Christy is self-consciously embarrassed by his vanity, sensing it to be at odds with the kind of hero the villagers perceive him to be.
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The girls quiz Christy enthusiastically about whether he is the man who killed his father. Christy confirms this, while secretly trying to re-hang the looking-glass behind his back. The village girls present Christy with gifts: Sara has brought duck eggs, which she says are “the real sort;” Honor brought some cake to aid his “thin stomach;” and Nelly brought a hen, which she makes Christy feel the breast of.
Synge makes an ironic gesture towards the biblical story of Jesus. Christy’s name aligns with Christ and the bringing of gifts is a comedic rendering of the nativity. Though the allusion is subtle, it leaves the audience in no doubt that Synge wants Christy to be considered in the context of the heroic archetype—best exemplified by Jesus Christ.
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As Christy dutifully admires the breast of Nelly’s hen, Nelly notices the looking-glass behind his back. She exclaims, “them that kill their fathers is a vain lot surely.” The girls giggle, making Christy feel embarrassed.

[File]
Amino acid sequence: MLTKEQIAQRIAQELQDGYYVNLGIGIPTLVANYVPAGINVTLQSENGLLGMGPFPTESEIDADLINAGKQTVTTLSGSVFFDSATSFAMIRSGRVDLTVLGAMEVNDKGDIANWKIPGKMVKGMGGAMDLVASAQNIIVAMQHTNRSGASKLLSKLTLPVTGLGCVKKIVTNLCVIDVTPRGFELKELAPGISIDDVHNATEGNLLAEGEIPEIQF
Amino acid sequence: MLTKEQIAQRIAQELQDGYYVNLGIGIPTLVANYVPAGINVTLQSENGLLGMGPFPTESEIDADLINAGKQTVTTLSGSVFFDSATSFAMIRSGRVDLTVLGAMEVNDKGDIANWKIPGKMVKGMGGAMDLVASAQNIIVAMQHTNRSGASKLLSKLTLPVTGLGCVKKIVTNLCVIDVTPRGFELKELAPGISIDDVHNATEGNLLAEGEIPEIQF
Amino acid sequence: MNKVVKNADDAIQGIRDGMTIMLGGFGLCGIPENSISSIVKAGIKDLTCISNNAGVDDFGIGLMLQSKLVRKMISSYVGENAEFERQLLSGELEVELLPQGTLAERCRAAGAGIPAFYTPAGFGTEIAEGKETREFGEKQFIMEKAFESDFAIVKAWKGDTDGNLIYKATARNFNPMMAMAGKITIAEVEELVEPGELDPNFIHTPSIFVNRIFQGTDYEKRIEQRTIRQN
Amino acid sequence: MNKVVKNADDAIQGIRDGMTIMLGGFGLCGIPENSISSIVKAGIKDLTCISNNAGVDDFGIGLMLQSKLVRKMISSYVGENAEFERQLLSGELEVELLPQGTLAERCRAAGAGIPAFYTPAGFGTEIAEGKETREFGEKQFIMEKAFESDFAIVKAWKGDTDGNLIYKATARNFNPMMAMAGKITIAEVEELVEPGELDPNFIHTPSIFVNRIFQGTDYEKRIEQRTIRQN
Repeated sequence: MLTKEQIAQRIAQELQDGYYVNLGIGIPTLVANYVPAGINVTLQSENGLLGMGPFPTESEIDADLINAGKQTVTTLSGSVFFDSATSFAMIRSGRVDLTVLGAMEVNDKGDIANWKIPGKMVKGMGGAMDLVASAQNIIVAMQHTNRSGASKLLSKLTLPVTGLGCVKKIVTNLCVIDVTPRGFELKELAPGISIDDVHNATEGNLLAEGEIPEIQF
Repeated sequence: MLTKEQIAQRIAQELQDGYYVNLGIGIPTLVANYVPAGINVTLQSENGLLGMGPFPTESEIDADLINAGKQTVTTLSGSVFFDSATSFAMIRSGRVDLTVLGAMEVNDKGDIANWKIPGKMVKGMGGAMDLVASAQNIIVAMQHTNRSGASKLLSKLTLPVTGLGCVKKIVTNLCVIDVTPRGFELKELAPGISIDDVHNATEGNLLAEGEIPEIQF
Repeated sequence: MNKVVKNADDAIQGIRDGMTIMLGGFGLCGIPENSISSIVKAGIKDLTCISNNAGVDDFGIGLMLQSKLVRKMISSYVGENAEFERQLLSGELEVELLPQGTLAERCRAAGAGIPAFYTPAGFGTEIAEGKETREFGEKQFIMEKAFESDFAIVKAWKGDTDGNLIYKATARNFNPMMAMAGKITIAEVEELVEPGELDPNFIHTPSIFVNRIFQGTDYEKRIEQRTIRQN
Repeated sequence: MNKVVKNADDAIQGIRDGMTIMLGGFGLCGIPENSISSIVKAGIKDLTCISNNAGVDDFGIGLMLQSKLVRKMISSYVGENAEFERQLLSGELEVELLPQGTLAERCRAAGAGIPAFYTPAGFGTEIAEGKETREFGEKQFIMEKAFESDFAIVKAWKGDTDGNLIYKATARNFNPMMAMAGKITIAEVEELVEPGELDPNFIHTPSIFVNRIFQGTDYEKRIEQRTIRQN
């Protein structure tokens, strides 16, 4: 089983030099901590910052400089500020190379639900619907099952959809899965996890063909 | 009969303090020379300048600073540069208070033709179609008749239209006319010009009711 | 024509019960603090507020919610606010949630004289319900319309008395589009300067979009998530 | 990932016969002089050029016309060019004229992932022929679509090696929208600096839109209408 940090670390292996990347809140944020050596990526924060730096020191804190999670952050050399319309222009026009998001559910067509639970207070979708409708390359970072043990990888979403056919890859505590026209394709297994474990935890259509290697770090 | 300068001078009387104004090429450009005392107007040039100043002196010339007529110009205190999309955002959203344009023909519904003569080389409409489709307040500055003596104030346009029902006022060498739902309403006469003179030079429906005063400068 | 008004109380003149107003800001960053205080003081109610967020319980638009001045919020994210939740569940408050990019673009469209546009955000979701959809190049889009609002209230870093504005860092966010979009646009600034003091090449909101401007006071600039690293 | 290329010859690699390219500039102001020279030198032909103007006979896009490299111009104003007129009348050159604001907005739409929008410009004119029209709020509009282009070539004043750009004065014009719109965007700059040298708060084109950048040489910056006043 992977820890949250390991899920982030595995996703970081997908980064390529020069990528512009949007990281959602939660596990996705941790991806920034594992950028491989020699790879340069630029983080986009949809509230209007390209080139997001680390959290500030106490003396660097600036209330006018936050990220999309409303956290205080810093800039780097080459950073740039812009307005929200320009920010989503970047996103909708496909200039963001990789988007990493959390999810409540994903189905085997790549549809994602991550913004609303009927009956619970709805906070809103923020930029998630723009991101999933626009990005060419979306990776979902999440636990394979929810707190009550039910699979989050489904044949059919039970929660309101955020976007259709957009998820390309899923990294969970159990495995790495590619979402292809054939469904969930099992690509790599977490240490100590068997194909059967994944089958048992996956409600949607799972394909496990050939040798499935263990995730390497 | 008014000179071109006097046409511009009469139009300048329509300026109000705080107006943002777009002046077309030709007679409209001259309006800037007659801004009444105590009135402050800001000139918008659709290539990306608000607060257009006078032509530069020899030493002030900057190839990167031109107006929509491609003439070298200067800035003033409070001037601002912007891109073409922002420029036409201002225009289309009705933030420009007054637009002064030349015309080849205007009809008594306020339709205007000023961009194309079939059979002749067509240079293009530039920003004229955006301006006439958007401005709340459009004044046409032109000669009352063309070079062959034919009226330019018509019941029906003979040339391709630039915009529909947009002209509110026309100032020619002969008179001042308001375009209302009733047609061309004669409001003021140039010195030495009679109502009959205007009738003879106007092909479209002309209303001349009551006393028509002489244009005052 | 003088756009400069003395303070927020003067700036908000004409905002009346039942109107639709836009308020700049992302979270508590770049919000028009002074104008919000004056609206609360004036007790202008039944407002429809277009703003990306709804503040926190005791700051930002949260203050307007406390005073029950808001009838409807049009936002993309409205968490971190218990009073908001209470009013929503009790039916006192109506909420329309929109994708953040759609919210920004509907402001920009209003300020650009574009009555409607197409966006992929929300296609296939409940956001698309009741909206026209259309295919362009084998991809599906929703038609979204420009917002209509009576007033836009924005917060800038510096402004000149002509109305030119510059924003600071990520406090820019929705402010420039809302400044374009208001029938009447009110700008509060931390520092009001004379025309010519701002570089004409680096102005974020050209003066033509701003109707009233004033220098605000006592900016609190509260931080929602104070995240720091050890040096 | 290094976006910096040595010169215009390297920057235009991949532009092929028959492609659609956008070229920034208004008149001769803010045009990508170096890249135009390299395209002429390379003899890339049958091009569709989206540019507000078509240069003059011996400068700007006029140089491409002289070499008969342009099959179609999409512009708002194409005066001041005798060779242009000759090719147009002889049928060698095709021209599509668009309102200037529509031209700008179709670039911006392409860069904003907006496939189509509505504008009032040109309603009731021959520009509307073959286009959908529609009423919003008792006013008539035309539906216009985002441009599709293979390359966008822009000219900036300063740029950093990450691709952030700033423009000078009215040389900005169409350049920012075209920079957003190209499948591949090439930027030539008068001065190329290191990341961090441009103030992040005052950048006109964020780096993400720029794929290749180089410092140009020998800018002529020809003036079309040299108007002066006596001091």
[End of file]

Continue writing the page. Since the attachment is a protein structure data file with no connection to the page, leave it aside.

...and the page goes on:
Christy is forced to feel the breast of the hen, again linking his heroic status to sexual prowess. Here, though, it’s undermined by the discovery of the looking-glass, which puts his vanity on display.
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Widow Quin comes in, having just entered Christy into all of the village’s sports events taking place later that day. Surprised to see the village girls and their gifts, she instructs them to make Christy breakfast. She sits down with Christy and asks to hear his “story” before Pegeen comes back.